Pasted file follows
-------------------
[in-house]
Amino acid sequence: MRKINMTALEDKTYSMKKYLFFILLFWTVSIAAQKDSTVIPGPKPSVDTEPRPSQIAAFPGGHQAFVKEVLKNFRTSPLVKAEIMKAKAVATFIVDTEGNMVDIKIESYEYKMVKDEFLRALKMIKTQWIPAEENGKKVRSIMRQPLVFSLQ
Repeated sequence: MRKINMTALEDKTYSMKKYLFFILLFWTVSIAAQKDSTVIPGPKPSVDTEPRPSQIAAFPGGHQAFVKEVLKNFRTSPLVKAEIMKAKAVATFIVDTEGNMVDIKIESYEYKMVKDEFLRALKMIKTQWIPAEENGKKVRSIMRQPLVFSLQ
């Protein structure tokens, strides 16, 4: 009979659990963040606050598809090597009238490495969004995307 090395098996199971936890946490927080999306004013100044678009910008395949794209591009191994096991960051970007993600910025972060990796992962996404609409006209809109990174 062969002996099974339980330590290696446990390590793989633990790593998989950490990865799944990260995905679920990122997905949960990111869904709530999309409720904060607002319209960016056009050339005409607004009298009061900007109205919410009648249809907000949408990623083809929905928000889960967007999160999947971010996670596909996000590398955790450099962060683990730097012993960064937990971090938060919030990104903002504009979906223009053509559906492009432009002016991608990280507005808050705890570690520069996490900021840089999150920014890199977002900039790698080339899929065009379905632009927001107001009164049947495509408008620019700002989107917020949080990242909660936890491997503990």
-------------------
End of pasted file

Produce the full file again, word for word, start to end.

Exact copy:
[in-house]
Amino acid sequence: MRKINMTALEDKTYSMKKYLFFILLFWTVSIAAQKDSTVIPGPKPSVDTEPRPSQIAAFPGGHQAFVKEVLKNFRTSPLVKAEIMKAKAVATFIVDTEGNMVDIKIESYEYKMVKDEFLRALKMIKTQWIPAEENGKKVRSIMRQPLVFSLQ
Repeated sequence: MRKINMTALEDKTYSMKKYLFFILLFWTVSIAAQKDSTVIPGPKPSVDTEPRPSQIAAFPGGHQAFVKEVLKNFRTSPLVKAEIMKAKAVATFIVDTEGNMVDIKIESYEYKMVKDEFLRALKMIKTQWIPAEENGKKVRSIMRQPLVFSLQ
């Protein structure tokens, strides 16, 4: 009979659990963040606050598809090597009238490495969004995307 090395098996199971936890946490927080999306004013100044678009910008395949794209591009191994096991960051970007993600910025972060990796992962996404609409006209809109990174 062969002996099974339980330590290696446990390590793989633990790593998989950490990865799944990260995905679920990122997905949960990111869904709530999309409720904060607002319209960016056009050339005409607004009298009061900007109205919410009648249809907000949408990623083809929905928000889960967007999160999947971010996670596909996000590398955790450099962060683990730097012993960064937990971090938060919030990104903002504009979906223009053509559906492009432009002016991608990280507005808050705890570690520069996490900021840089999150920014890199977002900039790698080339899929065009379905632009927001107001009164049947495509408008620019700002989107917020949080990242909660936890491997503990």